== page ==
Use cold water for cooking and preparing baby formula. Do not cook with or drink water from the hot water tap. Hot water can dissolve lead more quickly than cold water. If you need hot water, draw water from the cold tap and then heat it. Do not use water from the hot water tap to make baby formula.

Do not boil water to remove lead. Boiling water will not reduce lead.

• Look for alternative sources or treatment of water. You may want to consider purchasing bottle d water or a water filter. Be sure the filter is approved to reduce lead or contact NSF International at 1 – 800 – NSF – 8010 or www.nsf.org for information on performance standards for water filters. Be sure to maintain and replace a filter device in accordance with the manufacturer.

Get your child tested. Contact your local health department or healthcare provider to find out how you can get your child tested for lead if you are concerned about lead exposure. Your family doctor or pediatrician can perform a blood test for lead and provide you with information about the health effects of lead.

  • Stephen Brill

    The Brick MUA should send its latest water quality test results to every address that received the poorly worded flyer.

    • Mark Story Jenks

      That flyer did cause some alarm from what I hear. Maybe they should have emphasized the facts a little more clearly by use of bold letters where prudent. Communication has never been their strong point.

  • j.jones

    What happened to our water wasn’t it rated very good not too long ago..what changed ???

  • Mark Story Jenks

    In Lakewood, there are still some service lines that are made of lead. Pure lead. We hit one by accident once when we were digging. (in the last ten years) We had called for a mark-out, but the mark-out guy missed it. Apparently, no one knew it was there. We hit it when we were digging with a backhoe. The house it had once served had been torn down some years before, but the line was still charged from the main to the curb stop. We disconnected it at the main and shut off the corporation. I don’t know how many old homes in Lakewood still have lead service lines, but I feel sorry for the infants and/or toddlers who might drink water from them.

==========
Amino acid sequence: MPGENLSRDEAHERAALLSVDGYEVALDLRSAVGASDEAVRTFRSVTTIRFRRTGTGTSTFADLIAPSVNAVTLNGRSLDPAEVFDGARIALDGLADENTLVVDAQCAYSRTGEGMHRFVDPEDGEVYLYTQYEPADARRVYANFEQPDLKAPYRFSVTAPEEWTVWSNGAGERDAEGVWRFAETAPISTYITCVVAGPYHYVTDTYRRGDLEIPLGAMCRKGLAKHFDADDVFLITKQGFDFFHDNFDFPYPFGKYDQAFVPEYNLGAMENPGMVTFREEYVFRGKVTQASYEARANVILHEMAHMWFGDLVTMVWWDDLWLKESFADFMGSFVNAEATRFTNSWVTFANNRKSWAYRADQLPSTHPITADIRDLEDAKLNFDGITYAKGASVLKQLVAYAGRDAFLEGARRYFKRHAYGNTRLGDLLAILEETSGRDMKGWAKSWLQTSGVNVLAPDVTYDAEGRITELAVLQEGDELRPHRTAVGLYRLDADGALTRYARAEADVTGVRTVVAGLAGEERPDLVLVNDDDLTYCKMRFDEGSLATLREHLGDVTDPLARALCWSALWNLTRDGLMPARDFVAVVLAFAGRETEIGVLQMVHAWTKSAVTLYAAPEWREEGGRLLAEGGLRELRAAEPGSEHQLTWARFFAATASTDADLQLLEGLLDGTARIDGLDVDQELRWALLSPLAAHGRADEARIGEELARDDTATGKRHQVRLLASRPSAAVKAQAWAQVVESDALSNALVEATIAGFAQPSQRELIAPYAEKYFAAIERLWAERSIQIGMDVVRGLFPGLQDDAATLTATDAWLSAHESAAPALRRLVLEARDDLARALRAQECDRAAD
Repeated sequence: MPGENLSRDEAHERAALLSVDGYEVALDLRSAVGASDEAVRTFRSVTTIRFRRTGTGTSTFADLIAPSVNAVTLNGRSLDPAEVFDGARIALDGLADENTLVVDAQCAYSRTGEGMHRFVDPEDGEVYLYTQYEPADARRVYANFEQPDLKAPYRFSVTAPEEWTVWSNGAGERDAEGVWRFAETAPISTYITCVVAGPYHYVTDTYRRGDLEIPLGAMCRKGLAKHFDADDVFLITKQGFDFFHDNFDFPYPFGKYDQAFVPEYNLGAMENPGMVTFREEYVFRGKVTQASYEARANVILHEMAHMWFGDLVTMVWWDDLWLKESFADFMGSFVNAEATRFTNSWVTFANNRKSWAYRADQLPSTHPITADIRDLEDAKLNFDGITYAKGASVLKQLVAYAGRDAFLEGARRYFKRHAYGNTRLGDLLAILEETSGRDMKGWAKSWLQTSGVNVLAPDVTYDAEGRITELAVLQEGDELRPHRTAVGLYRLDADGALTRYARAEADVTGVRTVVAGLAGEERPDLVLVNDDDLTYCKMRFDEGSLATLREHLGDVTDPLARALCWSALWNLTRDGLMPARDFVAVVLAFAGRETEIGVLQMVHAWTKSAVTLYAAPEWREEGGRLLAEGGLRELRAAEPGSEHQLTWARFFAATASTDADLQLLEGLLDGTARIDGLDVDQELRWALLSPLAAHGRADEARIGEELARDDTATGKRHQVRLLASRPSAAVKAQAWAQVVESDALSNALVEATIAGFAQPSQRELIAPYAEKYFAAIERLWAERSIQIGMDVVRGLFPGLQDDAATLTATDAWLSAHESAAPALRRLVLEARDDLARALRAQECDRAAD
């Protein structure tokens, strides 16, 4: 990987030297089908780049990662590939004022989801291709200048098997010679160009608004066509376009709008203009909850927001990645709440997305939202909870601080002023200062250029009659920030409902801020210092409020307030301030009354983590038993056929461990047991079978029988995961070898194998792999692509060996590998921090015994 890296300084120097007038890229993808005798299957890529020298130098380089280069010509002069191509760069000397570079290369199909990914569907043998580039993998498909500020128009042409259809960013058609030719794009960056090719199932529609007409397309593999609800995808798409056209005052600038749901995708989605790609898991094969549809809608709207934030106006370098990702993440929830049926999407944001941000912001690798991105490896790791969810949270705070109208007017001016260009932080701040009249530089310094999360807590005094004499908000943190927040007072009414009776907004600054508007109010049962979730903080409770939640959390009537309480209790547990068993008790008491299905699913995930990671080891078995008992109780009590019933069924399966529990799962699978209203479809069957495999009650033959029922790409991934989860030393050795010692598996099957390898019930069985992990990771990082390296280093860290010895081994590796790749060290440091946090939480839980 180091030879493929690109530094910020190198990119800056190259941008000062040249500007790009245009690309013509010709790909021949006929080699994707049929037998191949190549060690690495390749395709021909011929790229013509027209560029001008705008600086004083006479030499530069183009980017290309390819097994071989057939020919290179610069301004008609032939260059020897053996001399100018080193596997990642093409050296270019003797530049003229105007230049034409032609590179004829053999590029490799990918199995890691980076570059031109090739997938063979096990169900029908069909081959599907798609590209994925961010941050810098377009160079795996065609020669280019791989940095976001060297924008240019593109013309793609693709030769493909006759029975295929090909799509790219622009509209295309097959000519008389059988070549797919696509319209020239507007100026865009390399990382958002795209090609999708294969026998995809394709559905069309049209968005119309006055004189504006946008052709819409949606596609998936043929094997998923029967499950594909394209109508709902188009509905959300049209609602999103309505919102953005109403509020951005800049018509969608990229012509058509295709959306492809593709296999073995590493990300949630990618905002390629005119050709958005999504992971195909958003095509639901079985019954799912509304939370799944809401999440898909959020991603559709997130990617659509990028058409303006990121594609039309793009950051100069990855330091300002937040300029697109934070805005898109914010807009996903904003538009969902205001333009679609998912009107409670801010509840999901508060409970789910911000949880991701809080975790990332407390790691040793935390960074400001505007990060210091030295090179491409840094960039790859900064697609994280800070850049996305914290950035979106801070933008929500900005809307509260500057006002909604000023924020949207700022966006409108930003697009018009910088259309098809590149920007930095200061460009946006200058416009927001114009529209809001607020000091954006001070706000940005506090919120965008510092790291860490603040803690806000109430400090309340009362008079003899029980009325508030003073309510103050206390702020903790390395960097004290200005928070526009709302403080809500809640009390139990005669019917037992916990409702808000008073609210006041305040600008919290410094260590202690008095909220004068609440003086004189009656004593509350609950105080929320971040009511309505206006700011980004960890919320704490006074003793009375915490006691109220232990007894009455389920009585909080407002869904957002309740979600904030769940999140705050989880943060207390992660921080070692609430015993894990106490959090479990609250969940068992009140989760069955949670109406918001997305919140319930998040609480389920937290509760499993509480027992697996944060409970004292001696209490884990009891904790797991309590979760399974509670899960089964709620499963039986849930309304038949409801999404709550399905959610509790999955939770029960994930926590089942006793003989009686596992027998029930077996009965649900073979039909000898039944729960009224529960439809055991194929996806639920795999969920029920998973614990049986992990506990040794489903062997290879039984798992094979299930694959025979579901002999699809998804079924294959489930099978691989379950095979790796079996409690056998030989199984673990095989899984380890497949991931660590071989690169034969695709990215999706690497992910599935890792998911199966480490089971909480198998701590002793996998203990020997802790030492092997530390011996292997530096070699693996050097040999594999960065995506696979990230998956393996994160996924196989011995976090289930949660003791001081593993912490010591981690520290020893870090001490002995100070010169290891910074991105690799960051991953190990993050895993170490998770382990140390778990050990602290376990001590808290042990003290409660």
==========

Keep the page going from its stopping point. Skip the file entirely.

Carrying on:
It is safe to say that Brick has no Lead service lines. There is plenty of Transite (Asbestos) but supposedly it is not harmful unless it is inhaled. You needn’t worry unless you used to cut through it with saws, like we used to.

  • Andy Pat

    So, the $64,000 question is- Did the testing done in the homes built during the time period where lead was in the solder, and the water was allowed to sit in the pipes for 6 hours show elevated lead levels above the MCL (maximum contaminant level) of 0.015 PPM (parts per million)? Or put more simply-How great is the danger? This article, the MUA mailer, nor the MUA website answer that question.

  • j.jones

    Water tastes like crap out of faucet..WTH Is going on in Brick ?? Everyone should receive a credit for this on there water bill..

  • Andy Pat

    So the APP article today reports that some testing indicated as high as 184 parts per billion with a mcl (maximum contaminant level) of 15 ppb. But not to worry. The MUA is adding an corrosion inhibitor that will reduce lead levels over time. Which of course raises the question “What is the corrosion inhibitor and what are the health effects of this new chemical additive?